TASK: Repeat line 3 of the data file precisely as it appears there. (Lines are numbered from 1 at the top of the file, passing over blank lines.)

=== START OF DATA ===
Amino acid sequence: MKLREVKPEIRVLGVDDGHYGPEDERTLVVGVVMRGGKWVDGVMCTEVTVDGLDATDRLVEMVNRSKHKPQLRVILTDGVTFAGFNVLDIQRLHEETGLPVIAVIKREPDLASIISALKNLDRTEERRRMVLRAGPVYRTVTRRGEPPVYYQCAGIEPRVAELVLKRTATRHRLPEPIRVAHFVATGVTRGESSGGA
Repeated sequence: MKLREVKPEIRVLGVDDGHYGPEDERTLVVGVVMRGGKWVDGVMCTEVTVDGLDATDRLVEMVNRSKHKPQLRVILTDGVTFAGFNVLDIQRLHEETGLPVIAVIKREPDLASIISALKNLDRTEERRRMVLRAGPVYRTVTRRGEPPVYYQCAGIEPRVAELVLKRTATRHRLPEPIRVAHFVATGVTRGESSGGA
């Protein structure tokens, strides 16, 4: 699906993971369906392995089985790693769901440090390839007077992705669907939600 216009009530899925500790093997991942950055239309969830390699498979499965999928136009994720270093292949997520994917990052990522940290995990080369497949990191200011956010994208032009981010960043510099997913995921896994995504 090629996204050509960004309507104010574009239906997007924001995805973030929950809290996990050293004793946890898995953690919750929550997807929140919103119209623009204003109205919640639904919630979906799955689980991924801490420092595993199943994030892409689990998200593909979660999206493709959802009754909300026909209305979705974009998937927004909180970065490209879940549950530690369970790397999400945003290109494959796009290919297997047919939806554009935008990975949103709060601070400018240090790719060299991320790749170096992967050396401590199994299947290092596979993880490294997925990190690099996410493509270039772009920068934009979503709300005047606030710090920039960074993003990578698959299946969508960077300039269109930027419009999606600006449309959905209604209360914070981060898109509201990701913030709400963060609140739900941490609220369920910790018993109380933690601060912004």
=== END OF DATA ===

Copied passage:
């Protein structure tokens, strides 16, 4: 699906993971369906392995089985790693769901440090390839007077992705669907939600 216009009530899925500790093997991942950055239309969830390699498979499965999928136009994720270093292949997520994917990052990522940290995990080369497949990191200011956010994208032009981010960043510099997913995921896994995504 090629996204050509960004309507104010574009239906997007924001995805973030929950809290996990050293004793946890898995953690919750929550997807929140919103119209623009204003109205919640639904919630979906799955689980991924801490420092595993199943994030892409689990998200593909979660999206493709959802009754909300026909209305979705974009998937927004909180970065490209879940549950530690369970790397999400945003290109494959796009290919297997047919939806554009935008990975949103709060601070400018240090790719060299991320790749170096992967050396401590199994299947290092596979993880490294997925990190690099996410493509270039772009920068934009979503709300005047606030710090920039960074993003990578698959299946969508960077300039269109930027419009999606600006449309959905209604209360914070981060898109509201990701913030709400963060609140739900941490609220369920910790018993109380933690601060912004």